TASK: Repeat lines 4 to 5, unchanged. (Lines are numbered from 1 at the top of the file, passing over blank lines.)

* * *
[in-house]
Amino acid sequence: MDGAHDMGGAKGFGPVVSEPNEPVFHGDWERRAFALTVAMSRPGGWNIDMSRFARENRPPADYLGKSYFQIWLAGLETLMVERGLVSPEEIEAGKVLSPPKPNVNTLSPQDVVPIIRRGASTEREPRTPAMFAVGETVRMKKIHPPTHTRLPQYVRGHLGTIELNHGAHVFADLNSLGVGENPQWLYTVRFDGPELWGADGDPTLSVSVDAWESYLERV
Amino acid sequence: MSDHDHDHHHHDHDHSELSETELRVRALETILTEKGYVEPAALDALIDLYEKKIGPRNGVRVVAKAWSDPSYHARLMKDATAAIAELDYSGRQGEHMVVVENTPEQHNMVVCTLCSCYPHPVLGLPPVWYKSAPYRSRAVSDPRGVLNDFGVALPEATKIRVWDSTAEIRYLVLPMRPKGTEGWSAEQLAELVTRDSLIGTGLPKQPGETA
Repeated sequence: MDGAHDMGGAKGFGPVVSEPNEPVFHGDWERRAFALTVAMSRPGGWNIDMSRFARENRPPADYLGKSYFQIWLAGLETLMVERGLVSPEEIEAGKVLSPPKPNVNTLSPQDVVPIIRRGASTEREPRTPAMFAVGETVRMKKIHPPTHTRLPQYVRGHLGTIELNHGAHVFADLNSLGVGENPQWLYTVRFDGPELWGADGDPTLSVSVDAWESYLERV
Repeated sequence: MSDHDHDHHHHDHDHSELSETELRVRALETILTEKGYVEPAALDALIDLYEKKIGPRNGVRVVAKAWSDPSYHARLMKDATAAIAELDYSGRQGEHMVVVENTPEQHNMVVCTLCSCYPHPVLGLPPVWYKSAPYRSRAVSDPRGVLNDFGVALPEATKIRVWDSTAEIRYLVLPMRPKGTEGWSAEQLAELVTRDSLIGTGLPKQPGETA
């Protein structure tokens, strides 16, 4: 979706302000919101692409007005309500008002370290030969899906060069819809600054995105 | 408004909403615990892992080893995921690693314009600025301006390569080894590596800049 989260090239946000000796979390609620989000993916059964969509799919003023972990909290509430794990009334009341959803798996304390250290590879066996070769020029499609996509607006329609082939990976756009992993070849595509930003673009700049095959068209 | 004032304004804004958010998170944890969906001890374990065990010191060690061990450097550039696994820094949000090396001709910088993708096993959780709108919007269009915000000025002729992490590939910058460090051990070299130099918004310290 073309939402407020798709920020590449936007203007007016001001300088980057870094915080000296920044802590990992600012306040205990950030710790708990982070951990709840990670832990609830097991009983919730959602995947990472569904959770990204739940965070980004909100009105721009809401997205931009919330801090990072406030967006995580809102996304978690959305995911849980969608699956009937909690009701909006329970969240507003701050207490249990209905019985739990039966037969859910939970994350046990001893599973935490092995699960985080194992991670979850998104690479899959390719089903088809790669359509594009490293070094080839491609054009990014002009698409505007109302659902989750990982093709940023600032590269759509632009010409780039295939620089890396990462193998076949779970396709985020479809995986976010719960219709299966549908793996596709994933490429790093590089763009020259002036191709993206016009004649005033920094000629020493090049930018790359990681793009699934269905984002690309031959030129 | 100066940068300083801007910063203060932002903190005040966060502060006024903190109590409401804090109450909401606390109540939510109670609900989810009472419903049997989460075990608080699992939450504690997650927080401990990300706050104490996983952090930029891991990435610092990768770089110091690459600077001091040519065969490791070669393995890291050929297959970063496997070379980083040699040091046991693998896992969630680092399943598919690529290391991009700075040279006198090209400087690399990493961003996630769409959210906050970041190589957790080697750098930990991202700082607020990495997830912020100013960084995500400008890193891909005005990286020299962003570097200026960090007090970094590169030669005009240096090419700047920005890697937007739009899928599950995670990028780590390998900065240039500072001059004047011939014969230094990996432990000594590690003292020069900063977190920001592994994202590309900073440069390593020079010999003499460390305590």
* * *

Repeated sequence: MDGAHDMGGAKGFGPVVSEPNEPVFHGDWERRAFALTVAMSRPGGWNIDMSRFARENRPPADYLGKSYFQIWLAGLETLMVERGLVSPEEIEAGKVLSPPKPNVNTLSPQDVVPIIRRGASTEREPRTPAMFAVGETVRMKKIHPPTHTRLPQYVRGHLGTIELNHGAHVFADLNSLGVGENPQWLYTVRFDGPELWGADGDPTLSVSVDAWESYLERV
Repeated sequence: MSDHDHDHHHHDHDHSELSETELRVRALETILTEKGYVEPAALDALIDLYEKKIGPRNGVRVVAKAWSDPSYHARLMKDATAAIAELDYSGRQGEHMVVVENTPEQHNMVVCTLCSCYPHPVLGLPPVWYKSAPYRSRAVSDPRGVLNDFGVALPEATKIRVWDSTAEIRYLVLPMRPKGTEGWSAEQLAELVTRDSLIGTGLPKQPGETA